Abigayle Pfeiffer, a spokeswoman for shareholder Robert R. McCormick Foundation, didn’t immediately respond to a voicemail message seeking comment about the lawsuit.
Pre-buyout creditors including hedge fund Aurelius Capital Management LP claim the buyout was a so-called fraudulent conveyance because it put so much debt on Tribune the company couldn’t survive. Aurelius helped devise a strategy to file dozens of lawsuits against shareholders in state court.
The case filed by Zell is EGI-TRB LLC V. ABN Amro Clearing Chicago LLC et al. The bankruptcy case is In re Tribune Co., 08-bk-13141, U.S. Bankruptcy Court, District of Delaware (Wilmington).
NFL Sued by Retired Players for Brain-Injury Monitoring
The National Football League was sued by three retired players seeking to establish a medical monitoring program for brain injuries on behalf of all former players in the league.
Harry Jacobs, 74, Jerome Barkum, 61, and Tommy Mason, 72, said in a complaint filed in Manhattan federal court yesterday that they suffer from brain injuries as a result of repeated blows to the head during their playing days. Jacobs’s and Mason’s wives are also named as plaintiffs.
The retired players, who seek to represent all former NFL players in the U.S., asked the court for a declaration that the league knew or should have known that repeated head impacts and concussions put the players at risk of developing degenerative brain diseases later in life.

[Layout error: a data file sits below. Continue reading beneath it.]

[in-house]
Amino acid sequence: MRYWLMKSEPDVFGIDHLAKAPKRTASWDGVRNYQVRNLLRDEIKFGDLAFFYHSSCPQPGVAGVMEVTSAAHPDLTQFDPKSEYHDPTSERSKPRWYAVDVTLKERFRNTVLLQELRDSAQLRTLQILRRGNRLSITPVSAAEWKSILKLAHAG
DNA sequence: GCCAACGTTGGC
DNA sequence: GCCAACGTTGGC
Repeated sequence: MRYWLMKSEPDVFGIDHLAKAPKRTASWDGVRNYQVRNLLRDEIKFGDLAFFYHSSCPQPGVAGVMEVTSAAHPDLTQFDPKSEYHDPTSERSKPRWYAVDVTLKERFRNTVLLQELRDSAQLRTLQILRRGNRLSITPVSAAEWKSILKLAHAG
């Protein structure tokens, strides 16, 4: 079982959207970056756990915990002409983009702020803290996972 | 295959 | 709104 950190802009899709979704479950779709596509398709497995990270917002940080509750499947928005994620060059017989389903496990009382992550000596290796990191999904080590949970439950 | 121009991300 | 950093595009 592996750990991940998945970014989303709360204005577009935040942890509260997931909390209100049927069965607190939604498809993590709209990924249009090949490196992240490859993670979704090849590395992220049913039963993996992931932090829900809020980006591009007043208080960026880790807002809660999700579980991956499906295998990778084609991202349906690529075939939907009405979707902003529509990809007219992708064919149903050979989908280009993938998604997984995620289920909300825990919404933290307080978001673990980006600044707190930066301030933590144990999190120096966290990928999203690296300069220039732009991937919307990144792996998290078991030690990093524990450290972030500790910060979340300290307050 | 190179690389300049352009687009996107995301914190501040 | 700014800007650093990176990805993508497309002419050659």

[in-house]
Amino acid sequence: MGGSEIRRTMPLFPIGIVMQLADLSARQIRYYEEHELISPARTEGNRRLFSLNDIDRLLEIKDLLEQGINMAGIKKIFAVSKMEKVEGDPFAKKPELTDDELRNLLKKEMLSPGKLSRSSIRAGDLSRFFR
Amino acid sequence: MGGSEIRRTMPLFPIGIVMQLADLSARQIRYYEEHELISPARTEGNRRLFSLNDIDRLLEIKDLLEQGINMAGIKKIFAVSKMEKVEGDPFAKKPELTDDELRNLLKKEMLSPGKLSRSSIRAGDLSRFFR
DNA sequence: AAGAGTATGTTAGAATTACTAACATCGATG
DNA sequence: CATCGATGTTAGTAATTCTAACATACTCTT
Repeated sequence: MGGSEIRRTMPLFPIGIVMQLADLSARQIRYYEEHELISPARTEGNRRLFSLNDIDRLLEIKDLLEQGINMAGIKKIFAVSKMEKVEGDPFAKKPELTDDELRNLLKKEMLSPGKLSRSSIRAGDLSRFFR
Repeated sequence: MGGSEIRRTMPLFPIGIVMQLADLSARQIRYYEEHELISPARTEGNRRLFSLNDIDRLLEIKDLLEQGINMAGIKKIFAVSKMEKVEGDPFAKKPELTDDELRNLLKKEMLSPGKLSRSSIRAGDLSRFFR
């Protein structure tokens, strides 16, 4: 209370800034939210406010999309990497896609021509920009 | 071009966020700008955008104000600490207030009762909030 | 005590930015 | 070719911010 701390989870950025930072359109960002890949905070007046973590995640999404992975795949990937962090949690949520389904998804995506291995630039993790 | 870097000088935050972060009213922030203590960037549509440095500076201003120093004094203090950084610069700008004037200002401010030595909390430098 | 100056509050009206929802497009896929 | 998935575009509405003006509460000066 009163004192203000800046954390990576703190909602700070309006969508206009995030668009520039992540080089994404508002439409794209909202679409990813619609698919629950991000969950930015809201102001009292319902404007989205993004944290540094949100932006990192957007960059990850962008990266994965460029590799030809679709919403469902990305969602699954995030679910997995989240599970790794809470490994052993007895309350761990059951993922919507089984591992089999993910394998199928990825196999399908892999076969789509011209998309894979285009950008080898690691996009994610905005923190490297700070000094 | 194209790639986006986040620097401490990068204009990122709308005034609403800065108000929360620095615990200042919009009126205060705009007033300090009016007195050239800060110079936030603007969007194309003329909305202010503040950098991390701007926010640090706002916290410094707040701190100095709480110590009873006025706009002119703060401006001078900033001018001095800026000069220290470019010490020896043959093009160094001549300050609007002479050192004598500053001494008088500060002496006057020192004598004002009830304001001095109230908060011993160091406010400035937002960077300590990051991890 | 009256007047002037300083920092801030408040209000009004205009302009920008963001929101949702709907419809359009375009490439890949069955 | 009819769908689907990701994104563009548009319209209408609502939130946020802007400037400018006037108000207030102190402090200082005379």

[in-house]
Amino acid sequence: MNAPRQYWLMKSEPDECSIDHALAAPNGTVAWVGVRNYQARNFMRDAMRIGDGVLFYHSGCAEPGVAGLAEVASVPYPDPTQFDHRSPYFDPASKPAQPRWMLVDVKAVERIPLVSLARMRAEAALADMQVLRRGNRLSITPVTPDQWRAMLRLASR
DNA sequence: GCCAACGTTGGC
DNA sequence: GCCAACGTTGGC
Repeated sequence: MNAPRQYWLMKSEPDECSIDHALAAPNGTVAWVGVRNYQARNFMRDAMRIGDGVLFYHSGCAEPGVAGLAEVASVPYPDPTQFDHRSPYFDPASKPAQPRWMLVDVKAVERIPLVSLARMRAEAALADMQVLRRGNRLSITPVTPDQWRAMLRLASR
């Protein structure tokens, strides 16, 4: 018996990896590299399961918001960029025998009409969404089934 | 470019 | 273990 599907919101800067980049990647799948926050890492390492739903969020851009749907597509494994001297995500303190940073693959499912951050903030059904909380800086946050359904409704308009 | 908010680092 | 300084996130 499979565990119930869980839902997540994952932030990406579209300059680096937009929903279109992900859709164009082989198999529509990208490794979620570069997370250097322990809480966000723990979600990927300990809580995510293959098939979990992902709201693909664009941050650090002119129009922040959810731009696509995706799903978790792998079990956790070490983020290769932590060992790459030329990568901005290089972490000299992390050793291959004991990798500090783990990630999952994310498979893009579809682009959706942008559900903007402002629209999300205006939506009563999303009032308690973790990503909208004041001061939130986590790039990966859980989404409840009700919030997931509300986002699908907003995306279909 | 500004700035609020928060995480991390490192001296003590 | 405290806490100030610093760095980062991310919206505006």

The players are seeking medical monitoring and unspecified personal-injury damages. Suits making similar claims were filed earlier this year in federal court in Philadelphia and state court in Los Angeles.
“The NFL has long made player safety a priority and continues to do so,” Greg Aiello, a spokesman for the league, said in an e-mailed statement. “Any allegation that the NFL intentionally sought to mislead players has no merit.”
Jacobs played linebacker-defensive end for 11 seasons with the Boston Patriots, Buffalo Bills and New Orleans Saints, according to Pro-Football-Reference.com.
Mason played 11 years with the Minnesota Vikings, Los Angeles Rams and Washington Redskins. A kick-returner and running back, Mason played in three Pro Bowls and was an All-Pro pick in 1963, according to Pro-Football-Reference.
Barkum, a first-round draft choice of the New York Jets in 1972, played his entire 12-year career with the team as a wide receiver and tight end, according to Pro-Football-Reference. He made the Pro Bowl in 1973.
The case is Jacobs v. National Football League, 11-CV-9345, U.S. District Court, Southern District of New York (Manhattan).
Lyondell Creditor Trustee Weisfelner Sues Over Transfers
Lyondell Chemical Co.’s trustee sued investors in New York state court, claiming that assets of the previously bankrupt company were fraudulently transferred in the 2007 buyout led by financier Leonard Blavatnik.
Lyondell shareholders realized an unfair premium in the sale, according to a complaint filed Dec. 19 in New York State Supreme Court by Edward S. Weisfelner on behalf of the LB Creditor Trust. Weisfelner said about $12.5 billion went to shareholders in the buyout, which was financed with “debt leveraged against the assets of Lyondell,” leading to the chemical maker’s 2009 bankruptcy.